My husband and I have been traveling in the winter for so many years it is old hat for us now. I forget that there are always beginners that need to learn the ropes. I suppose I should share a few ideas with you that are buzzing around in my brain.

    I would like to say that we "normally" leave at a specific time but there is no such thing as normal. We are just like the hummingbird that is still hanging around using my feeder. We do what we want when we are free to do what we want.
    Mt. Shasta, California in the Winter
    Park Model Interior
    Snowbird Lessons: (more here):
    1. Travel plan: We always travel so we will avoid bad weather. The snowbirds I know that come in January are generally flying in.  The have bought an inexpensive car to use while they are in the resort. If they come early in the fall and leave in April they can generally drive without bad weather worries
    2. Two of everything: Since we own a park model in an RV resort, we usually leave all our spices and staples in two places. But after the trip to Mexico where we had a small kitchen, I think I am going to come up with a portable spice stash that I can carry with me. Spices are very very expensive but it is not easy to cook without them.
    3. Clothes: When I came home last Spring I did not bring my winter things with me thinking I would be back in Arizona in October. It was not a smart move. I have sorted, classified and give away a lot of things. By condensing my wardrobe down to a "movable closet size" I have saved money and time.
    4. Storage:  You have to know that living in a very small space requires us to be creative with our storage. It is a bit like living on a boat. Every nook and cranny is used. For example, we need new suit cases. When I buy new, I am going to get the duffel bag type, maybe at REI. They will have rollers and a ridged back. I think that this type of suitcase will solve storage problems because they lay flat and can go under our bed.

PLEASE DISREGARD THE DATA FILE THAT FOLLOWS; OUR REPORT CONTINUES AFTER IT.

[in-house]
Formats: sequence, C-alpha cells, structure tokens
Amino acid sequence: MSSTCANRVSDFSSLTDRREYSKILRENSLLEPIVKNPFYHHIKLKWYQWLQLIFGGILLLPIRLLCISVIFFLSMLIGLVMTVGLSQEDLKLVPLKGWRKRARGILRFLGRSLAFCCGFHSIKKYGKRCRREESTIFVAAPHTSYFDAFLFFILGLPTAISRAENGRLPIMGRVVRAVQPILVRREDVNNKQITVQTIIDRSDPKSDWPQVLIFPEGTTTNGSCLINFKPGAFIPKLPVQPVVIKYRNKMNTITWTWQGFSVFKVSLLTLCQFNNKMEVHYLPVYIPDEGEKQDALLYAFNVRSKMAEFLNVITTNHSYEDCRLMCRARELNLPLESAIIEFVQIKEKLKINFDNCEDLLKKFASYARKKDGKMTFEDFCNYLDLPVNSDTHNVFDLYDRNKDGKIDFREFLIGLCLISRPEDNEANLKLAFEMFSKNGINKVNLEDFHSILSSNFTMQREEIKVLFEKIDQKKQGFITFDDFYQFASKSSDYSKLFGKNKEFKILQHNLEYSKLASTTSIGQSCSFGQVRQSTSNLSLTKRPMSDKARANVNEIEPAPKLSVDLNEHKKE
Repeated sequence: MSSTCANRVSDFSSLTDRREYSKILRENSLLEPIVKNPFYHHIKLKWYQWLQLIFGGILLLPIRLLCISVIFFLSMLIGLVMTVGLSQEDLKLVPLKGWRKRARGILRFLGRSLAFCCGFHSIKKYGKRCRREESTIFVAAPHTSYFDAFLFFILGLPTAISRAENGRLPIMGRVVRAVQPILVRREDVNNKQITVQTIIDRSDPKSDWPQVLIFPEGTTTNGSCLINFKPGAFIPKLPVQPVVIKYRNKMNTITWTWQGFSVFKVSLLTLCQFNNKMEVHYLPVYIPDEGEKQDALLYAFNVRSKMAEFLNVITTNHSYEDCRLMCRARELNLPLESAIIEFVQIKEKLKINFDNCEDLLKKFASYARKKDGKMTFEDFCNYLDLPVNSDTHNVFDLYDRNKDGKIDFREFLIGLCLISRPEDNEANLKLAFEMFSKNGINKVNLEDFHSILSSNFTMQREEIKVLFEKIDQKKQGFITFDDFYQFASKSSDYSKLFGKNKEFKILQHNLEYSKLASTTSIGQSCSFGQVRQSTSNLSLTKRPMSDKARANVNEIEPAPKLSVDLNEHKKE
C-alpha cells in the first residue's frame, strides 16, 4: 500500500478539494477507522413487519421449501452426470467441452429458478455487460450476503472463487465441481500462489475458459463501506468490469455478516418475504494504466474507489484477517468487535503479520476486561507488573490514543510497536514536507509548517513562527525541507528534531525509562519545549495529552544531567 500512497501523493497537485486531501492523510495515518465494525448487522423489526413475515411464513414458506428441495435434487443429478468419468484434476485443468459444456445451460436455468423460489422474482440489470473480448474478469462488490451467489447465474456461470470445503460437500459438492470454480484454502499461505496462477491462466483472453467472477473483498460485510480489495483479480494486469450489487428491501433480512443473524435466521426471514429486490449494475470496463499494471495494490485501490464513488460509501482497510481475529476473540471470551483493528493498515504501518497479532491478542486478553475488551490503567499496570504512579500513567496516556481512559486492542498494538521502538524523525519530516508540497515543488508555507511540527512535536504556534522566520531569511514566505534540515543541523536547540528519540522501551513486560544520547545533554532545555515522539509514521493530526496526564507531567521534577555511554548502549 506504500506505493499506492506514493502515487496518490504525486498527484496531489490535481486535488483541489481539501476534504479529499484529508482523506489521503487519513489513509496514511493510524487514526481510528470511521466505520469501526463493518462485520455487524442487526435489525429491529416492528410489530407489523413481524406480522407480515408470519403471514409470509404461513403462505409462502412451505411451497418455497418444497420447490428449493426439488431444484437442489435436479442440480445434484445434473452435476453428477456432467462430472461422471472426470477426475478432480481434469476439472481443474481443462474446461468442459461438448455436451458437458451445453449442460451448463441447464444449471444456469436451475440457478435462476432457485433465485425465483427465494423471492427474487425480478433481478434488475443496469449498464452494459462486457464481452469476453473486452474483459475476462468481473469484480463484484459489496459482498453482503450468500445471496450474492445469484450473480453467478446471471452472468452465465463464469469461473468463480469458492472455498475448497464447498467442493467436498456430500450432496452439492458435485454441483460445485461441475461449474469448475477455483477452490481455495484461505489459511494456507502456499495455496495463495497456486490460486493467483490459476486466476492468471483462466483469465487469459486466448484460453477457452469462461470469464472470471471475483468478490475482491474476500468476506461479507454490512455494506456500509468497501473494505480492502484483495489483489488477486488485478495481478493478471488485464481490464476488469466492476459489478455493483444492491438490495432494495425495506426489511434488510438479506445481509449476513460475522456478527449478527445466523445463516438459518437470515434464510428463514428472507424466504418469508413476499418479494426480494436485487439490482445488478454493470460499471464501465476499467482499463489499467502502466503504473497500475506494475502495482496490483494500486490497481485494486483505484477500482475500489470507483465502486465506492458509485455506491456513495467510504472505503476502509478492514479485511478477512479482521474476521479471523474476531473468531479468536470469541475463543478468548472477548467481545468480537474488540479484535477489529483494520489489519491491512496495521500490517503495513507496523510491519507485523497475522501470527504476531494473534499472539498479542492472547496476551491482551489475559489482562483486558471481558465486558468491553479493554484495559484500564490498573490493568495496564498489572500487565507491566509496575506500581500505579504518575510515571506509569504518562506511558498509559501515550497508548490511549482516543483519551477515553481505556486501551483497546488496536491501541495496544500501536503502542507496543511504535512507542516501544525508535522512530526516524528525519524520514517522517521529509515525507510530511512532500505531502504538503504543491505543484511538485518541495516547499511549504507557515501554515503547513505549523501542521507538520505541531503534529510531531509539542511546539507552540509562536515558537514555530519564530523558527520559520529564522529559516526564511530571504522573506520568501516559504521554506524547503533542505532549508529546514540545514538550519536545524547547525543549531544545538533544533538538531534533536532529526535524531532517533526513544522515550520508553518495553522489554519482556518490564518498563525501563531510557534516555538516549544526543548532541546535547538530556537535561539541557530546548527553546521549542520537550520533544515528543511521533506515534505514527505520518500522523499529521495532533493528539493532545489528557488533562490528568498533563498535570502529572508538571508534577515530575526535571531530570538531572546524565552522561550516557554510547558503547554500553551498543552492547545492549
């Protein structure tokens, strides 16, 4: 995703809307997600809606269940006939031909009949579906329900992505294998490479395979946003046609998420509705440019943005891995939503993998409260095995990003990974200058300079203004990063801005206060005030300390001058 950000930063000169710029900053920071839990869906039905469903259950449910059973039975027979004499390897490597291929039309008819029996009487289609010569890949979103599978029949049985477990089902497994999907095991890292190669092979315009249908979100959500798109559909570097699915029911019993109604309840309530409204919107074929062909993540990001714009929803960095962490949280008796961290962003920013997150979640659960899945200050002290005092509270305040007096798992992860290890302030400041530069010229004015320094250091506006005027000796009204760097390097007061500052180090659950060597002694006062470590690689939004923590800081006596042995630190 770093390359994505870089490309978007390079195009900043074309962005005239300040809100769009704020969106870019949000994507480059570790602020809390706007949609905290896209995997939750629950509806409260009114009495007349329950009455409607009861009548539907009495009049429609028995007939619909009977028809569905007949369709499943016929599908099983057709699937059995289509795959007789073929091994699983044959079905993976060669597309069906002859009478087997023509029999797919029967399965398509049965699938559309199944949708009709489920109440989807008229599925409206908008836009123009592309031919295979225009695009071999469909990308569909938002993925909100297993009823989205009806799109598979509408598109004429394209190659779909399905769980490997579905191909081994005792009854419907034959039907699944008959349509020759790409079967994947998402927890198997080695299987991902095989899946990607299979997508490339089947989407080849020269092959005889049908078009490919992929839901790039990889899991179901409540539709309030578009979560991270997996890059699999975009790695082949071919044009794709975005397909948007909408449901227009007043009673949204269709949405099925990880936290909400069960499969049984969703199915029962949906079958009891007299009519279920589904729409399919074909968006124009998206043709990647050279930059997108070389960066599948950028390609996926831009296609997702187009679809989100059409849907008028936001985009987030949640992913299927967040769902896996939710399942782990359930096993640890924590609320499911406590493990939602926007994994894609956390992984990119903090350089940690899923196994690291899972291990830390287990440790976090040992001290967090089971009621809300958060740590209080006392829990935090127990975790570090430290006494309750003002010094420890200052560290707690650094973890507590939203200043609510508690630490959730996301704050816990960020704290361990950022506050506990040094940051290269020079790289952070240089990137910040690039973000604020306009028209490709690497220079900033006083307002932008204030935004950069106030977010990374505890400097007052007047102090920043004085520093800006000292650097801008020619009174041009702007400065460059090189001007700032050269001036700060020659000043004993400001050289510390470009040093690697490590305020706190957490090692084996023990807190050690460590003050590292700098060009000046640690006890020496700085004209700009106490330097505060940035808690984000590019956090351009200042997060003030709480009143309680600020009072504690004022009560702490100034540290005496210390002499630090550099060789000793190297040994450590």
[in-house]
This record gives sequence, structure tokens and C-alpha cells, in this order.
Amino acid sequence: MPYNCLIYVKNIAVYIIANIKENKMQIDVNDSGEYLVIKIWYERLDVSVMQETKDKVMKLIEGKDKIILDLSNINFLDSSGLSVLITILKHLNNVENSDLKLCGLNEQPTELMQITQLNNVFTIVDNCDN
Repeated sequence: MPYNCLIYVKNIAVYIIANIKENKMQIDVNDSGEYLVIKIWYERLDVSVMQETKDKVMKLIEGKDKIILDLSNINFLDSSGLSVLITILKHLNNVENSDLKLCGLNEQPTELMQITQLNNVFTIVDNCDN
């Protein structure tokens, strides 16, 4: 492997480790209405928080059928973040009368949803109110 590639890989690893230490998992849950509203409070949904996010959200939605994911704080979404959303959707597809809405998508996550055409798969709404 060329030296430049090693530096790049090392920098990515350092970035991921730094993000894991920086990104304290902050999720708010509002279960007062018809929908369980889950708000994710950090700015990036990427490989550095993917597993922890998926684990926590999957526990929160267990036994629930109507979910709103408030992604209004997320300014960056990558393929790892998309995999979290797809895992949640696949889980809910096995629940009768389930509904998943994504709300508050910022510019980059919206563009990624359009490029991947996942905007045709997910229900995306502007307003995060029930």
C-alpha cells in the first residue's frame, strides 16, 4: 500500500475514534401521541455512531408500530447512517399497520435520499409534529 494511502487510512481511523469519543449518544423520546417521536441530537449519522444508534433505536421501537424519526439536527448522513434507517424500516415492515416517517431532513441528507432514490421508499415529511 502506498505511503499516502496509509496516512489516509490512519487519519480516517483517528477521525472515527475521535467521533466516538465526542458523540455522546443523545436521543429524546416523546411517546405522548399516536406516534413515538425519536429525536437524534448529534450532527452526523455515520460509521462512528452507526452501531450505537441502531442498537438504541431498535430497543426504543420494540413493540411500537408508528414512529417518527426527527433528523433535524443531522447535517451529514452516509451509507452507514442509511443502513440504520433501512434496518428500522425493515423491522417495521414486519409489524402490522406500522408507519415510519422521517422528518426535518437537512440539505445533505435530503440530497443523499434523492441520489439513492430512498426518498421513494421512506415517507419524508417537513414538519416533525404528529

5. Gas: Gas is a real consideration when we are traveling right now...the cost is outrageous. If we were to travel across country, we would take that into consideration when we planned our route. California, for example, has added so much tax and environmental requirement to their gas it has become very expensive. I admire their efforts but we will try to avoid buying as much as we can in that state. We fill the tank as close to the border as possible before entering the state.
    6. Save on Utilities: This one way we can afford to travel. The expenses are reduced dramatically. We always put everything on vacation at home. Gas company, water/sewer, garbage, tv service, internet service and electricity. If we don't turn off the electricity but decide to turn off the water (floods inside the house are a very bad thing) we always turn off the water heater. It will burn up without water.
    7. Security system: We have allowed a friend to store their car in our garage in the winter in the past. They paid us a little rent but better yet they came to give the house a check. That is very good. Our rain gutters clogged last winter and I think there would have been damage if they hadn't been checking on things. But when we have no one to check we turn on our security system. All the signs are in the windows and the system is visible from the front and back windows. We also make sure the rain gutters are cleaned thoroughly.
    8. Yard Work: A friend asked us about our yard. In the northwest, our yards go to sleep in November and wake back up in May. It sleeps while we are gone. If we leave before November, we clean the yard up, pull flowers and vegetable so no mess is created when it frosts. No worries there.